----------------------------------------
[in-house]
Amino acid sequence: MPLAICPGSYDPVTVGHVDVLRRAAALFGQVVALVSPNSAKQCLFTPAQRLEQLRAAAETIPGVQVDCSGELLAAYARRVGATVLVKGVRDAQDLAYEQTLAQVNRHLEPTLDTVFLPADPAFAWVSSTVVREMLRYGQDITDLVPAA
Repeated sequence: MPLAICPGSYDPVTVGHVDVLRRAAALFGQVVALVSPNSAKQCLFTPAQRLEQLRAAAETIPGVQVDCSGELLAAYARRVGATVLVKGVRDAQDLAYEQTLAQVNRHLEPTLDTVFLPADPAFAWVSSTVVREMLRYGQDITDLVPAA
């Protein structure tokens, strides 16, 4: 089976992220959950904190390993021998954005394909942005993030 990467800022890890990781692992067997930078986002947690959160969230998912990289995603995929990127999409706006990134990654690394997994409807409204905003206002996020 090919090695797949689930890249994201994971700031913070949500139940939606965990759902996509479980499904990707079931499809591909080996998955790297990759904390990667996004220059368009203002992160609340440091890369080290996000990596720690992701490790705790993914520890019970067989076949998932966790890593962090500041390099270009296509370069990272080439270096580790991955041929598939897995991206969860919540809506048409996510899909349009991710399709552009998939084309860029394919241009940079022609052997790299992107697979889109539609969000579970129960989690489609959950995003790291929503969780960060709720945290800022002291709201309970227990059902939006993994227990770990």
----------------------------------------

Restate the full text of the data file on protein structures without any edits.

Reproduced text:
[in-house]
Amino acid sequence: MPLAICPGSYDPVTVGHVDVLRRAAALFGQVVALVSPNSAKQCLFTPAQRLEQLRAAAETIPGVQVDCSGELLAAYARRVGATVLVKGVRDAQDLAYEQTLAQVNRHLEPTLDTVFLPADPAFAWVSSTVVREMLRYGQDITDLVPAA
Repeated sequence: MPLAICPGSYDPVTVGHVDVLRRAAALFGQVVALVSPNSAKQCLFTPAQRLEQLRAAAETIPGVQVDCSGELLAAYARRVGATVLVKGVRDAQDLAYEQTLAQVNRHLEPTLDTVFLPADPAFAWVSSTVVREMLRYGQDITDLVPAA
């Protein structure tokens, strides 16, 4: 089976992220959950904190390993021998954005394909942005993030 990467800022890890990781692992067997930078986002947690959160969230998912990289995603995929990127999409706006990134990654690394997994409807409204905003206002996020 090919090695797949689930890249994201994971700031913070949500139940939606965990759902996509479980499904990707079931499809591909080996998955790297990759904390990667996004220059368009203002992160609340440091890369080290996000990596720690992701490790705790993914520890019970067989076949998932966790890593962090500041390099270009296509370069990272080439270096580790991955041929598939897995991206969860919540809506048409996510899909349009991710399709552009998939084309860029394919241009940079022609052997790299992107697979889109539609969000579970129960989690489609959950995003790291929503969780960060709720945290800022002291709201309970227990059902939006993994227990770990």